Oracle formally launched Oracle8i last week at Oracle OpenWorld in San Francisco, unveiling pricing and packaging information on the next generation of the company's flagship database and "Internet computing" platform.
The company also announced a new version of its JDeveloper Java development tool and continued to evangelise the Linux platform as an alternative to Windows NT.
Oracle Chairman and CEO Larry Ellison showed off Oracle8i's Internet extensions to a packed house of attendees.
"It's not just a database," Ellison said. "It's a complete unified extensible platform for running applications and distributing applications worldwide. The only things you need are Oracle8iand a browser -- nothing else."
In addition to adding new features to handle the performance, business intelligence, and continuous access needs of Internet users, the company extended Oracle8i's transaction processing, data warehousing, mobile computing, and high-availability features.
Oracle8i will be available in four versions: Oracle8i, the basic database, which includes core features for most NT and Unix applications; Oracle8i Enterprise Edition, which adds several features and options for mission-critical online transaction processing and data warehousing applications; Personal Oracle8i, a single-user development database for NT, Windows 95, or Windows 98; and Oracle8i Lite, a lightweight mobile Java database that synchronises data on laptops and handheld devices with corporate databases.
The company also announced customised bundles for customers, partners, and developers called Internet Platform suites. The packages -- "On Oracle" Deployment Suite, Enterprise Developer Suite, and JDeveloper Suite -- feature offerings such as Oracle's Application Server, Developer Server, and JDeveloper 2.0.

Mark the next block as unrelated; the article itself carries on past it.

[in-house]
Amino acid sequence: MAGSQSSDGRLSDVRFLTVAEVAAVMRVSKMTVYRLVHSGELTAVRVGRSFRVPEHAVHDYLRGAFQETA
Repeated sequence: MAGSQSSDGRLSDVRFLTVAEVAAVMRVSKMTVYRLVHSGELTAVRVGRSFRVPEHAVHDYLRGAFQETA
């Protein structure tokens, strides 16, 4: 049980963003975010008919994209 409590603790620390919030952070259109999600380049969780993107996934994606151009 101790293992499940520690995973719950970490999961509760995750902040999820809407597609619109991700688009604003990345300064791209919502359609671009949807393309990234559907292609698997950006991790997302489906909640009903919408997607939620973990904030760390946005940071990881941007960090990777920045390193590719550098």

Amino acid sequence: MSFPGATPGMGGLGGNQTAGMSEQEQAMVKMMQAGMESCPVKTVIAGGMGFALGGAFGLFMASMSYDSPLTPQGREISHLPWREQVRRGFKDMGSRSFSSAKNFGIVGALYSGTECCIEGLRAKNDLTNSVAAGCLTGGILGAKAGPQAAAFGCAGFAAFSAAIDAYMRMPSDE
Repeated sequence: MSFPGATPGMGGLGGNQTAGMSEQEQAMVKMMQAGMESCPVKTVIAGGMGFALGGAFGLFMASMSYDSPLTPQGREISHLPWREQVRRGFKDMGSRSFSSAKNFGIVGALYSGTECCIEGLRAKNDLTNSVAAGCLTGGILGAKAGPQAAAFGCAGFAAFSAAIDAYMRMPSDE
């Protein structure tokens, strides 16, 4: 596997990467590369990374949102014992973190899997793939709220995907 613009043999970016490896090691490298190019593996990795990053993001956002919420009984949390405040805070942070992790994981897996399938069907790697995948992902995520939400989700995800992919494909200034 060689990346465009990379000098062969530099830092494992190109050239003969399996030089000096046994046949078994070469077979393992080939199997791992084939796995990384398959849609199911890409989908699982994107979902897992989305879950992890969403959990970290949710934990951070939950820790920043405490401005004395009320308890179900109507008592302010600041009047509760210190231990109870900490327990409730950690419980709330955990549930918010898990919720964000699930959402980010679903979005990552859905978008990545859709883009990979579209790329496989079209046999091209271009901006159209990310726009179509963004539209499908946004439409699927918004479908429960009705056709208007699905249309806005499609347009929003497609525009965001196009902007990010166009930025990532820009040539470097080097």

Oracle8i and Oracle's Internet Platform suites are due to ship by December. Oracle8i pricing starts at $US1475 for a five-user licence.
Oracle also showed off its Internet File System and Oracle interMedia, and announced support for the Extensible Markup Language, or XML, standard. These technologies allow Oracle8i to manage multimedia and other Internet content.
JDeveloper 2.0 is available now in beta form, company officials said. This version will offer tight integration with Oracle8i and Oracle Application Server, and support Java Database Connectivity, JavaBeans, Enterprise JavaBeans, and CORBA.
One attendee said JDeveloper might be a breakthrough tool.
"I haven't been a fan of Oracle's tools, but JDeveloper is looking a lot better," Gary Friday, a developer at Paulo Product, said.
He claims the product's interface and debugger are much improved, and that bundling JDeveloper with Oracle8i and Oracle WebDB will make it an easy sell.
OpenWorld also played host to a panel on Linux. The company plans to ship Oracle8.5 for Linux early in 1999.